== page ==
Why you need to use a password manager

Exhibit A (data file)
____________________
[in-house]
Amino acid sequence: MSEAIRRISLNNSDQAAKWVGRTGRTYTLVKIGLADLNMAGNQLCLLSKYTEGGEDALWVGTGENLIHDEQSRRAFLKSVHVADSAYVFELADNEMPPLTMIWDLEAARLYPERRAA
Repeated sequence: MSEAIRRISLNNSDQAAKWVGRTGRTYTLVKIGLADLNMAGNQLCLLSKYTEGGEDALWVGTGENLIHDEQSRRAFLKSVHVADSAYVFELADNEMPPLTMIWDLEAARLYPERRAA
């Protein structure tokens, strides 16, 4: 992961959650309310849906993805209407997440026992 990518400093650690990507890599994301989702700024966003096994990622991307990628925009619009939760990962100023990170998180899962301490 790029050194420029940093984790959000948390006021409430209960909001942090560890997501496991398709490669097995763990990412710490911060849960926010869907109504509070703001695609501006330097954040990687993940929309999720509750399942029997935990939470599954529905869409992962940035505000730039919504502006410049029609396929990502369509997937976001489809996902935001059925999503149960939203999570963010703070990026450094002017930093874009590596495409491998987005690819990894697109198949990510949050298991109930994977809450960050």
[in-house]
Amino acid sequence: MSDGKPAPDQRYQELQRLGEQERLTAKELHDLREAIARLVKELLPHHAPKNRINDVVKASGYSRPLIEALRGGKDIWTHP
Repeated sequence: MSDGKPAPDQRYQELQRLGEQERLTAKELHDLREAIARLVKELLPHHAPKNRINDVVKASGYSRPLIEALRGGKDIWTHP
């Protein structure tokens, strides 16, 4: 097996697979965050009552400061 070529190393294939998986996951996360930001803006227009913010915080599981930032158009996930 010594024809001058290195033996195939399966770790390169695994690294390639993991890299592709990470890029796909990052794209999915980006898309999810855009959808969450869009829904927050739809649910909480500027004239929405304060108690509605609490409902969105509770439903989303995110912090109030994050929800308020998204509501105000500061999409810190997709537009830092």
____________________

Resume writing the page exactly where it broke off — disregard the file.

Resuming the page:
Getty If you thought passwords will soon be dead, think again. They’re here to stay — for now. Passwords are cumbersome and hard to remember — and just when you did, you’re told to change it again. And sometimes passwords can be guessed and are easily hackable. Nobody likes passwords but they’re a fact of life. And while some have tried to kill them off by replacing them with fingerprints and face-scanning technology, neither are perfect and many still resort back to the trusty (but frustrating) password. How do you make them better? You need a password manager. What is a password manager? Think of a password manager like a book of your passwords, locked by a master key that only you know. Some of you think that might sound bad. What if someone gets my master password? That’s a reasonable and rational fear. But assuming that you’ve chosen a strong and unique, but rememberable, master password that you’ve not used anywhere else is a near-perfect way to protect the rest of your passwords from improper access. Password managers don’t just store your passwords — they help you generate and save strong, unique passwords when you sign up to new websites. That means whenever you go to a website or app, you can pull up your password manager, copy your password, paste it into the login box, and you’re in. Often, password managers come with browser extensions that automatically fill in your password for you. And because many of the password managers out there have encrypted sync across devices, you can take your passwords anywhere with you — even on your phone. Why do you need to use one? Password managers take the hassle out of creating and remembering strong passwords. It’s that simple. But there are three good reasons why you should care. Passwords are stolen all the time. Sites and services are at risk of breaches as much as you are to phishing attacks that try to trick you into turning over your password. Although companies are meant to scramble your password whenever you enter it — known as hashing — not all use strong or modern algorithms, making it easy for hackers to reverse that hashing and read your password in plain text. Some companies don’t bother to hash at all! That puts your accounts at risk of fraud or your data at risk of being used against you for identity theft. But the longer and more complex your password is — a mix of uppercase and lowercase characters, numbers, symbols and punctuation — the longer it takes for hackers to unscramble your password. The other problem is the sheer number of passwords we have to remember. Banks, social media accounts, our email and utilities — it’s easy to just use one password across the board. But that makes “credential stuffing” easier. That’s when hackers take your password from one breached site and try to log in to your account on other sites. Using a password manager makes it so much easier to generate and store stronger passwords that are unique to each site, preventing credential stuffing attacks. And, for the times you’re in a crowded or busy place — like a coffee shop or an airplane — think of who is around you. Typing in passwords can be seen, copied and later used by nearby eavesdroppers. Using a password manager in many cases removes the need to type any passwords in at all. Gift Guide: The best security and privacy tech to keep your friends safe Which password manager should you use? The simple answer is that it’s up to you. All password managers perform largely the same duties — but different apps will have more or relevant features to you than others. Anyone running iOS 11 or later — which is most iPhone and iPad users — will have a password manager by default — so there’s no excuse. You can sync your passwords across devices using iCloud Keychain. For anyone else — most password managers are free, with the option to upgrade to get better features. If you want your passwords to sync across devices for example, LastPass is a good option. 1Password is widely used and integrates with Troy Hunt’s Pwned Passwords database, so you can tell if (and avoid!) a password that has been previously leaked or exposed in a data breach. Many password managers are cross-platform, like Dashlane, which also work on mobile devices, allowing you to take your passwords wherever you go. And, some are open source, like KeePass, allowing anyone to read the source code. KeePass doesn’t use the cloud so it never leaves your computer unless you move it. That’s much better for the super paranoid, but also for those who might face a wider range of threats — such as those who work in government. What you might find useful is this evaluation of five password managers, which offers a breakdown by features. Like all software, vulnerabilities and weaknesses in any password manager can make put your data at risk. But so long as you keep your password manager up to date — most browser extensions are automatically updated — your risk is significantly reduced. Simply put: using a password manager is far better for your overall security than not using one. Check out our full Cybersecurity 101 guide here.